Some other European countries do this, too. ISTR that the child of an Italian citizen has a right to Italian citizenship, no matter where born, and Germany took in lots of ethnic Germans after WWII—that might still be an open deal, although I don’t know and the Germans are a bit twitchy about too many foreigners coming in.

    In Asia, I _think_ that both Taiwan (Republic of China) and the “People’s” “Republic” of “China” will often give citizenship and passports to people of Chinese descent. I’d be very leery of the PRC, but Taiwan might not be a bad option.

  7. EN
    EN March 14, 2012 11:44 pm

    I’d be leery of Germany. They are politically correct to a fault… but I’ll leave my personal opinions about how Germans view freedom at the door. one thing that might not be so bad is going to Greece. There are many unsavory things that are happening their right now but we’re talking about a culture in which over half the people are now surviving on the black market. I’m seriously thinking of this. And it is beautiful.

  8. MJR
    MJR March 15, 2012 8:42 am

    After reading that I would strongly say three words… Time to leave. Find another home and don’t look back as hard as that sounds. For some other ideas you might like to look at

    http://www.amazon.com/J.-J.-Luna/e/B001IGFLLS

  9. Laird
    Laird March 15, 2012 10:11 am

    The problem with “leaving” is that it’s not so simple. The US is one of the few countries which asserts a right to tax its citizens anywhere in the world, even if you haven’t lived here for years. Renouncing your citizenship is very difficult, expensive, and takes several years at best. This is, of course, intentional: they don’t want you getting away. In the government’s eyes we’re all tax cows to be milked, not citizens to be respected.

    Claire, I’d be interested in learning your reasons not to have a second citizenship if one is able to get it, because frankly I can’t think of any good ones.

  10. Ellendra
    Ellendra March 15, 2012 12:26 pm

    JFP: I tried one of those cards recently. You don’t have to give your info to buy it, but you do in order to activate it. Even creepier, when I went to activate mine, they started asking for my BROTHER’S personal info!!!!!!!!

    Needless to say, my browser “suddenly crashed” preventing me from answering any of those questions.

  11. Jorge
    Jorge March 15, 2012 5:25 pm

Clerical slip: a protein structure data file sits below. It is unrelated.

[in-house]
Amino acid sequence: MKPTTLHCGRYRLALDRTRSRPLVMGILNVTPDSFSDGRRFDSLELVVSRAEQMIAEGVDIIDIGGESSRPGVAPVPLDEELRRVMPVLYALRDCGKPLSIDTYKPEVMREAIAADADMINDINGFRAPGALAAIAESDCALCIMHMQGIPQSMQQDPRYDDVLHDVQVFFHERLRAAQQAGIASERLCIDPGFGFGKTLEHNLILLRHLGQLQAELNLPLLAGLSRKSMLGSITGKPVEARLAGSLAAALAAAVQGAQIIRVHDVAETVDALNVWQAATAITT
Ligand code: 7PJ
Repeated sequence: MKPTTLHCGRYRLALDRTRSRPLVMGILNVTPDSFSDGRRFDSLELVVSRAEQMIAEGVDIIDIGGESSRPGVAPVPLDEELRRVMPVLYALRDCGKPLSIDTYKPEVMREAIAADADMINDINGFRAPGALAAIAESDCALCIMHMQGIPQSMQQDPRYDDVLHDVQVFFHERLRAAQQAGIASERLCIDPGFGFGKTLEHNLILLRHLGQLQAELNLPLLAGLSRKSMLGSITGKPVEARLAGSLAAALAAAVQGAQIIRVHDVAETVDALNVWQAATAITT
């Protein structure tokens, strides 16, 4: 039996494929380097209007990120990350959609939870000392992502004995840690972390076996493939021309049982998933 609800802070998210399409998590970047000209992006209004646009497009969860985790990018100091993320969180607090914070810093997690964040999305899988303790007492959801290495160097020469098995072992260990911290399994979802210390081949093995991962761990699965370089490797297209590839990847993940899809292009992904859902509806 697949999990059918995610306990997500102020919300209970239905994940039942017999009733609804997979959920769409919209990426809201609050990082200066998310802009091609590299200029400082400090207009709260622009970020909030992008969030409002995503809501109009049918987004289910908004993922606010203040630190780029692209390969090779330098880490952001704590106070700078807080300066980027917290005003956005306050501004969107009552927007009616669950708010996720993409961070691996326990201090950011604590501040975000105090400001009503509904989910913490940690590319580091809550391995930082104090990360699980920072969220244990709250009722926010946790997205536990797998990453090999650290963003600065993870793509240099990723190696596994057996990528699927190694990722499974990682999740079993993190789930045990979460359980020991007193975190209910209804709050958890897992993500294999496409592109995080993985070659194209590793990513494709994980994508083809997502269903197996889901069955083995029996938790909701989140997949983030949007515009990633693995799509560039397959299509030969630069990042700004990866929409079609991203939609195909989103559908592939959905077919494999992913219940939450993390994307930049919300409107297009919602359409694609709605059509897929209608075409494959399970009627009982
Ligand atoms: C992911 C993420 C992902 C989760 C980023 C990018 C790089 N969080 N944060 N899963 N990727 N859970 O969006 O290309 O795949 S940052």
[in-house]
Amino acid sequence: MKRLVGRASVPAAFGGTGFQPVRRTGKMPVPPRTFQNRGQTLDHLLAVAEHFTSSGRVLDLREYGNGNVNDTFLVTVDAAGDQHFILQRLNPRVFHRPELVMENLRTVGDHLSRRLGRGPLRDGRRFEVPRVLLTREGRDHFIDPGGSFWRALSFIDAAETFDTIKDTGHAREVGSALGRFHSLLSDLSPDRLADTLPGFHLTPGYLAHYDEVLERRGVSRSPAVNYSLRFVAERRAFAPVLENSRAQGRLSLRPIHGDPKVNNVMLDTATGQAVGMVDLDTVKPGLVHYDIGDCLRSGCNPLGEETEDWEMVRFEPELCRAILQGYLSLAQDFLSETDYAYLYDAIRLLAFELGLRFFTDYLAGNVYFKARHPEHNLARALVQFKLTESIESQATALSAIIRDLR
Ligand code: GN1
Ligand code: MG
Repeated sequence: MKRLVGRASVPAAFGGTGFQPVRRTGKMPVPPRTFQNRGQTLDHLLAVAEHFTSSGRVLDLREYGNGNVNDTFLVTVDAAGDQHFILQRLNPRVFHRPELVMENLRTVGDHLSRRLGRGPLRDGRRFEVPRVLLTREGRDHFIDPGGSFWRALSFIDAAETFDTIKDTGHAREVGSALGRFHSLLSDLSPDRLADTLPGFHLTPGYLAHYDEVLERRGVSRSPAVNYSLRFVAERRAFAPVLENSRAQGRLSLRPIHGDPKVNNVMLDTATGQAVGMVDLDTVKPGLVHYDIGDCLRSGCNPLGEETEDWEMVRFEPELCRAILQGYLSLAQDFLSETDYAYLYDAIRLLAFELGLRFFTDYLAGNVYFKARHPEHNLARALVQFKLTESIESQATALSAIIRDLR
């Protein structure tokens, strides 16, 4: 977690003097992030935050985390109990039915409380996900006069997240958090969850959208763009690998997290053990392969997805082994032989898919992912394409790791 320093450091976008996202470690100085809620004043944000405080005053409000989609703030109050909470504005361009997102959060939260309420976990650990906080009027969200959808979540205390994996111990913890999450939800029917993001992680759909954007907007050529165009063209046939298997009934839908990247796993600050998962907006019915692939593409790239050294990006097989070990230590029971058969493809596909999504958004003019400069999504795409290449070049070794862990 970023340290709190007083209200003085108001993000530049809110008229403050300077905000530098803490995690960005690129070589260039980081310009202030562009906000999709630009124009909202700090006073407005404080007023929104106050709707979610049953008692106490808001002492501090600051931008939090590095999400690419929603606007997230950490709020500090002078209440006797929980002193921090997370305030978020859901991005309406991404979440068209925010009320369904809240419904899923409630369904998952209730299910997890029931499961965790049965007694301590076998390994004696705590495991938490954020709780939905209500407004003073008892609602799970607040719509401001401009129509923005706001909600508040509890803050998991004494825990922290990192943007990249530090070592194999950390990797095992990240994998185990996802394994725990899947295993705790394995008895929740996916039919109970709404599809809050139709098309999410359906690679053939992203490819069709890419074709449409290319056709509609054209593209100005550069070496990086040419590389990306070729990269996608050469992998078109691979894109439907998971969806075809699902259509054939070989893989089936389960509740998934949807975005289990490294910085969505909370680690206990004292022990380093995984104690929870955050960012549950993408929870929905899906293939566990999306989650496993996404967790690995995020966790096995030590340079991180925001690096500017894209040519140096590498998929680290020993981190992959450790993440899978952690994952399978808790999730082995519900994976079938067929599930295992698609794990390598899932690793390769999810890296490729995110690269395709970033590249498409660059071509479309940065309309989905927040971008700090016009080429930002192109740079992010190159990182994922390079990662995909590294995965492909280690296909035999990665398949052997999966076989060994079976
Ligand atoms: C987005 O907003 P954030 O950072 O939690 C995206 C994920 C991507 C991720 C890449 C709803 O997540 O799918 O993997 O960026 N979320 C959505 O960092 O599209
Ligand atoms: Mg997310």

You do not have to be rich to be affected. Just be a US citizen and live outside the US. Banks where I live are taking one of two approaches. Approach 1) If you are a US citizen, close your account. Approach 2) require you to sign a form “voluntarily” allowing them to report your information to the US IRS. Does not matter how much money you have. Most US citizens living here are retirees living off Social Security. Not exactly the top 1%.

  12. Claire
    Claire March 16, 2012 2:49 pm

    Laird, you wrote: “Claire, I’d be interested in learning your reasons not to have a second citizenship if one is able to get it, because frankly I can’t think of any good ones.”

    Um … good question.

    I have to say that if I could afford a second citizenship in a country that might offer some protective benefits, I surely would. But off the top of my head, a few reasons why NOT to:

    * In my friend’s case, he couldn’t get a second citizenship quick enough to save him from the troubles he’s already in.

    * The reach of the U.S. government is so long that having citizenship in a second country might not help you if the fedgov is really after you.

    * The countries that sell citizenship are all smaller and weaker than the U.S. and could be forced by the fedgov to bend under pressure. They might sell out their “citizenships” as easily as countries are selling out their bank customers.

    * As the U.S. slides farther into hysteria, having a second citizenship could make you look like a “suspicious person.”

    * In most cases (Dominican Republic excepted), getting a second citizenship is a very expensive process. Somebody who’s just in the top 10% of income-earners like my friend might wonder if alternative citizenship is worth what he’d have to pay for it. (Though I should also note that, as an entrepreneur, he might be able to get citizenship by building a business in another country.)

    There’s probably more. That’s all that comes to mind right now.